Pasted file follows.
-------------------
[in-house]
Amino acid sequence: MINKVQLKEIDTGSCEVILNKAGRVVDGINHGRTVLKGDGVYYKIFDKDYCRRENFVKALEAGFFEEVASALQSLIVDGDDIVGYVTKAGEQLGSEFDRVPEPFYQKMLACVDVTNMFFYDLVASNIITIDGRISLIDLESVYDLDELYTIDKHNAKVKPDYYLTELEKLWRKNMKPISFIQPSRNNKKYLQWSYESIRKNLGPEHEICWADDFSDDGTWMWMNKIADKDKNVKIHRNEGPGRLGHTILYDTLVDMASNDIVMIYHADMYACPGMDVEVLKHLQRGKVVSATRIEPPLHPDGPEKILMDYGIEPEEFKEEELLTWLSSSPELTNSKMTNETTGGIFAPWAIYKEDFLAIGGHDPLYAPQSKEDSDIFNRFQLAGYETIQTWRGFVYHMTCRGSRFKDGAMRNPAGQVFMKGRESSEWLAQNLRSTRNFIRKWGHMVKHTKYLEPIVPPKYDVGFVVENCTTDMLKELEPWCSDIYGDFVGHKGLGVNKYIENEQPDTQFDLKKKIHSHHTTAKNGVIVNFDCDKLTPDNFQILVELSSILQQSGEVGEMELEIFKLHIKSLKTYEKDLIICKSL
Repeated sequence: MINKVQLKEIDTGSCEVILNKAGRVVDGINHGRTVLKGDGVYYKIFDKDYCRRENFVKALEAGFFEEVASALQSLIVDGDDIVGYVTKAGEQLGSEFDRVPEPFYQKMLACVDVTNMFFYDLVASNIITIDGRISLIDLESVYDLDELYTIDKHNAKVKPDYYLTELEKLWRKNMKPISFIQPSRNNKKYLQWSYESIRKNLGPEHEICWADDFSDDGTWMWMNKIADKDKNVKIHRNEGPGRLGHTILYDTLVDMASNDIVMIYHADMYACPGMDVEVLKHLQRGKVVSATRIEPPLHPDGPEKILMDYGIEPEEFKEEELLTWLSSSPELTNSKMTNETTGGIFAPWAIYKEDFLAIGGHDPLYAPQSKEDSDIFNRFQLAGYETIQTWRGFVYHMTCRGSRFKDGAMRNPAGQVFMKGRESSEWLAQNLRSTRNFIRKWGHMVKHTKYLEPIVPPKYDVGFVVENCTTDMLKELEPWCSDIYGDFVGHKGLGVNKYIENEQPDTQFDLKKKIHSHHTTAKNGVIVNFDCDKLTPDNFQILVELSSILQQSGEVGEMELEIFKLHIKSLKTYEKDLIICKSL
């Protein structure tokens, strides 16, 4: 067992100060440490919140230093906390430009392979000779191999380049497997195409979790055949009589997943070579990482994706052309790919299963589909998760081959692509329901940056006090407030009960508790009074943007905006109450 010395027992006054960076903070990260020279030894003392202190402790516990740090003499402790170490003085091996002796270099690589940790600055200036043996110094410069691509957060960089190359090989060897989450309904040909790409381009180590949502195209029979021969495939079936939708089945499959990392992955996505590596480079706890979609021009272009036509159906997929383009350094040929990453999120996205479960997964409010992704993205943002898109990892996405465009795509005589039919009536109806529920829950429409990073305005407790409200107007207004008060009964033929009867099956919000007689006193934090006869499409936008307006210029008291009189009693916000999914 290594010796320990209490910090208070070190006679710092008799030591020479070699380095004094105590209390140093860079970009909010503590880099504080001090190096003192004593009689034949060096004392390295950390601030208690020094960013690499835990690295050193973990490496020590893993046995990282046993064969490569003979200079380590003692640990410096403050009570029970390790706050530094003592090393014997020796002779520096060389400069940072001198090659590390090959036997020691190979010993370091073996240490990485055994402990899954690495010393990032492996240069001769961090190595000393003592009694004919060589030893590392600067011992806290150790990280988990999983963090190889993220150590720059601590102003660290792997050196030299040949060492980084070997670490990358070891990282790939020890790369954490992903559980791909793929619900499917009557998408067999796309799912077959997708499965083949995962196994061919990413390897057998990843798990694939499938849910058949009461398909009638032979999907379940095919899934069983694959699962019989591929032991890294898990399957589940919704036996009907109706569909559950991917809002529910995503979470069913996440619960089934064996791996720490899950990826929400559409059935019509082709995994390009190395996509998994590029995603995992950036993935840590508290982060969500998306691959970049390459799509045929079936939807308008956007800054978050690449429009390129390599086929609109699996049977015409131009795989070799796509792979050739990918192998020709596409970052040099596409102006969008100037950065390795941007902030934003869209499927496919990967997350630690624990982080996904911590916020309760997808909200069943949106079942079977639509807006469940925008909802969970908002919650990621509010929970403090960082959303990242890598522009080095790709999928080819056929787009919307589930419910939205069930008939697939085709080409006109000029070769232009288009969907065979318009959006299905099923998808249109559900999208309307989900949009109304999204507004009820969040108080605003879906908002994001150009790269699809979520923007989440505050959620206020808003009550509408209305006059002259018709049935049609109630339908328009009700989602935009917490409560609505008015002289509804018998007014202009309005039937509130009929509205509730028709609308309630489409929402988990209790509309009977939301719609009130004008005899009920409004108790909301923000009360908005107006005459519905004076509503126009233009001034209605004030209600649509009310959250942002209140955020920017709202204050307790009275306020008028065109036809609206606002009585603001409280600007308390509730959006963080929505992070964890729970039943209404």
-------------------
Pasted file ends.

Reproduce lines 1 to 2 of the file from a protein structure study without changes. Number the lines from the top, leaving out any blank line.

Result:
[in-house]
Amino acid sequence: MINKVQLKEIDTGSCEVILNKAGRVVDGINHGRTVLKGDGVYYKIFDKDYCRRENFVKALEAGFFEEVASALQSLIVDGDDIVGYVTKAGEQLGSEFDRVPEPFYQKMLACVDVTNMFFYDLVASNIITIDGRISLIDLESVYDLDELYTIDKHNAKVKPDYYLTELEKLWRKNMKPISFIQPSRNNKKYLQWSYESIRKNLGPEHEICWADDFSDDGTWMWMNKIADKDKNVKIHRNEGPGRLGHTILYDTLVDMASNDIVMIYHADMYACPGMDVEVLKHLQRGKVVSATRIEPPLHPDGPEKILMDYGIEPEEFKEEELLTWLSSSPELTNSKMTNETTGGIFAPWAIYKEDFLAIGGHDPLYAPQSKEDSDIFNRFQLAGYETIQTWRGFVYHMTCRGSRFKDGAMRNPAGQVFMKGRESSEWLAQNLRSTRNFIRKWGHMVKHTKYLEPIVPPKYDVGFVVENCTTDMLKELEPWCSDIYGDFVGHKGLGVNKYIENEQPDTQFDLKKKIHSHHTTAKNGVIVNFDCDKLTPDNFQILVELSSILQQSGEVGEMELEIFKLHIKSLKTYEKDLIICKSL